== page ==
The destruction of Dotcom’s credibility last night is a real shame, not because I have any great sympathy for the man (I don’t), but because the wrecking ball that just swung back and collected him will now distract for the very important questions that were raised last night by Glenn Greenwald and Edward Snowden.
Together, they presented a coherent case that strongly argues that New Zealanders are indeed subject to mass surveillance. Here’s what Edward Snowden wrote at Greenwald’s website, The Intercept:
If you live in New Zealand, you are being watched. At the NSA I routinely came across the communications of New Zealanders in my work with a mass surveillance tool we share with GCSB, called “XKEYSCORE.” It allows total, granular access to the database of communications collected in the course of mass surveillance. It is not limited to or even used largely for the purposes of cybersecurity, as has been claimed, but is instead used primarily for reading individuals’ private email, text messages, and internet traffic. I know this because it was my full-time job in Hawaii, where I worked every day in an NSA facility with a top secret clearance.
John Key, on the other hand, says Greenwald and Snowden are wrong. He says a business case was developed by the GCSB, in which they sought to conduct mass surveillance, but Cabinet refused to grant approval.
So here’s the thing. I don’t disbelieve Edward Snowden when he says he was able to he was able to read the electronic correspondence of New Zealanders when he worked at the NSA. Snowden’s credibility and veracity are well and truly intact. What then, is XKEYSCORE, and how certain can Snowden be that New Zealand data are being fed through it? Here’s Snowden again:
Actual pictures and classified documentation of XKEYSCORE are available online now, and their authenticity is not contested by any government. Within them you’ll find that the XKEYSCORE system offers, but does not require for use, something called a “Five Eyes Defeat,” the Five Eyes being the U.S., U.K., Canada, Australia, and yes, New Zealand.
This might seem like a small detail, but it’s very important. The Five Eyes Defeat is an optional filter, a single checkbox. It allows me, the analyst, to prevent search results from being returned on those countries from a particular search. Ask yourself: why do analysts have a checkbox on a top secret system that hides the results of mass surveillance in New Zealand if there is no mass surveillance in New Zealand?
It means they have the ability [to] see every website you visit, every text message you send, every call you make, every ticket you purchase, every donation you make, and every book you order online. From “I’m headed to church” to “I hate my boss” to “She’s in the hospital,” the GCSB is there. Your words are intercepted, stored, and analyzed by algorithms long before they’re ever read by your intended recipient.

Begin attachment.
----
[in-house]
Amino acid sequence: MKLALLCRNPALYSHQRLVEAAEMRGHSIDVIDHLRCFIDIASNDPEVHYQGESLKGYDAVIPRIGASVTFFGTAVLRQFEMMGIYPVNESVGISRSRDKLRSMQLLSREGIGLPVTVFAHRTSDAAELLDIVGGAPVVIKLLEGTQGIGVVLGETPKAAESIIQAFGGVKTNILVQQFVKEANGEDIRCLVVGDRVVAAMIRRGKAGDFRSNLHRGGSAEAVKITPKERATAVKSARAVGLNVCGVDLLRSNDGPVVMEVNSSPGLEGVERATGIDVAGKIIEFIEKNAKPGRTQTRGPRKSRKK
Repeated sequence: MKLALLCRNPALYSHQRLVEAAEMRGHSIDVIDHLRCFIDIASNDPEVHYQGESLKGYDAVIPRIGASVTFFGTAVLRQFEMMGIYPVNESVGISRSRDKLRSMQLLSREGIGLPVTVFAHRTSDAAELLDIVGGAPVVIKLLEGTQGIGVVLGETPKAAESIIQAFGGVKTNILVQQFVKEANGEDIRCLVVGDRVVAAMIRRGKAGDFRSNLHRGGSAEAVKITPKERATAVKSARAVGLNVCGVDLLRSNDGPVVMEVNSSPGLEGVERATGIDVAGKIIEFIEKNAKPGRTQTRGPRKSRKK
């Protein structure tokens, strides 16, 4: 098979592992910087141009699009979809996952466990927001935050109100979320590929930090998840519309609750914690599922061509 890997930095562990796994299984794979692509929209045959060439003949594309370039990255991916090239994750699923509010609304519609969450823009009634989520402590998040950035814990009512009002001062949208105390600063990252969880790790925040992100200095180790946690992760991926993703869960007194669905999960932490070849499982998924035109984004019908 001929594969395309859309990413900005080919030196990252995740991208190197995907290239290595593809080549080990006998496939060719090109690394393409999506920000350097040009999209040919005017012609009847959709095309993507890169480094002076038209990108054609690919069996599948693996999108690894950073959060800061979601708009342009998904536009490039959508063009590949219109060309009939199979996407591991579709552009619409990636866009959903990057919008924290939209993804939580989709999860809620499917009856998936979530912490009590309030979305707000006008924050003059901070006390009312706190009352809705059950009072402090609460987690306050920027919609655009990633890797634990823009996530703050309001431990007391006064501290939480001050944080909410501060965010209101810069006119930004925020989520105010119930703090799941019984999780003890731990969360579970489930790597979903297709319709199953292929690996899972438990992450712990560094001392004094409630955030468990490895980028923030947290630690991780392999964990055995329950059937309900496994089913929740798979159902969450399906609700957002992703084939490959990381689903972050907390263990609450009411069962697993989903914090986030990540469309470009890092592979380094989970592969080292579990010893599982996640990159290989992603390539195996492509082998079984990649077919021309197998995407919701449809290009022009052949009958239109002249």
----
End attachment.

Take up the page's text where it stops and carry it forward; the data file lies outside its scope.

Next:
The question then becomes, how does the NSA (and, presumably, the intelligence services in the UK, Canada and Australia) access New Zealand’s electronic communications? Is our Government aware of how it happens, merely turning a blind eye? Is the GCSB complicit in any way, shape or form?
John Key’s assurances that the GCSB does not and never has engaged in any mass surveillance of New Zealanders may well be correct. Greenwald and Snowden’s case last night was circumstantial only. There was no hard evidence that the GCSB has had direct involvement in mass surveillance.
Nonetheless, it’s equally possible that John Key is playing semantic games. “Never engaged in mass surveillance against New Zealanders” may well mean “But we helped set it up for the NSA”.
Here’s Tim Watkin on the issue of semantics, writing at Pundit:
But much of the devil in this debate is in the precise meaning of the words involved.
Such as “mass”. What is mass? How many New Zealanders need to be spied on for it to be mass, or “wholesale” as the Prime Minister likes to say? What Snowden considers “mass”, Key may not.
And what is “surveillance”? Not wire tapping every phone or trawling through every email. We’re talking about metadata – names, times, addresses. The stuff Snowden says as an analyst he found more compelling and useful because “it does not lie”.
And there’s even “fact”. How much is memory and likelihood and best guesses and how much proven evidence? How much is the complete truth and how much just the truth that’s been recorded and put on paper?
So could the cable and its New Zealand traffic still be under surveillance at the other end of the pipe, ie not “in New Zealand”? The Southern Cross Cable CEO says no, who is a strong source, but can Key be as unequivocal about the integrity of the cable along its entire length?
John Key still has a great many questions that need answering. Unfortunately, it doesn’t seem likely that any coherent answers are likely before Saturday the 20th of September.